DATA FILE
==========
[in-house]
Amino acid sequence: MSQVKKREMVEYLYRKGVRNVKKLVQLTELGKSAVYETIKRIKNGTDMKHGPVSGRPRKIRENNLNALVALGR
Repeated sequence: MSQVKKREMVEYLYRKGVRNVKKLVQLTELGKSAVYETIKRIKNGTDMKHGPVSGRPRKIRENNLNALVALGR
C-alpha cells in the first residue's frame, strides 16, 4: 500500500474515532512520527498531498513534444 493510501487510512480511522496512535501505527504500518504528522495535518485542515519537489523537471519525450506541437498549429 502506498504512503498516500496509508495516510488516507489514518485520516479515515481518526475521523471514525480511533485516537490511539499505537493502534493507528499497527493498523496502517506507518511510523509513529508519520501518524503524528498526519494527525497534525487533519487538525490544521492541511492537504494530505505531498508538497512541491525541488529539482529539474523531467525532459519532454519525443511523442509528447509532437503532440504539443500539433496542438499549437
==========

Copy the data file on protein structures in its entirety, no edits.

[in-house]
Amino acid sequence: MSQVKKREMVEYLYRKGVRNVKKLVQLTELGKSAVYETIKRIKNGTDMKHGPVSGRPRKIRENNLNALVALGR
Repeated sequence: MSQVKKREMVEYLYRKGVRNVKKLVQLTELGKSAVYETIKRIKNGTDMKHGPVSGRPRKIRENNLNALVALGR
C-alpha cells in the first residue's frame, strides 16, 4: 500500500474515532512520527498531498513534444 493510501487510512480511522496512535501505527504500518504528522495535518485542515519537489523537471519525450506541437498549429 502506498504512503498516500496509508495516510488516507489514518485520516479515515481518526475521523471514525480511533485516537490511539499505537493502534493507528499497527493498523496502517506507518511510523509513529508519520501518524503524528498526519494527525497534525487533519487538525490544521492541511492537504494530505505531498508538497512541491525541488529539482529539474523531467525532459519532454519525443511523442509528447509532437503532440504539443500539433496542438499549437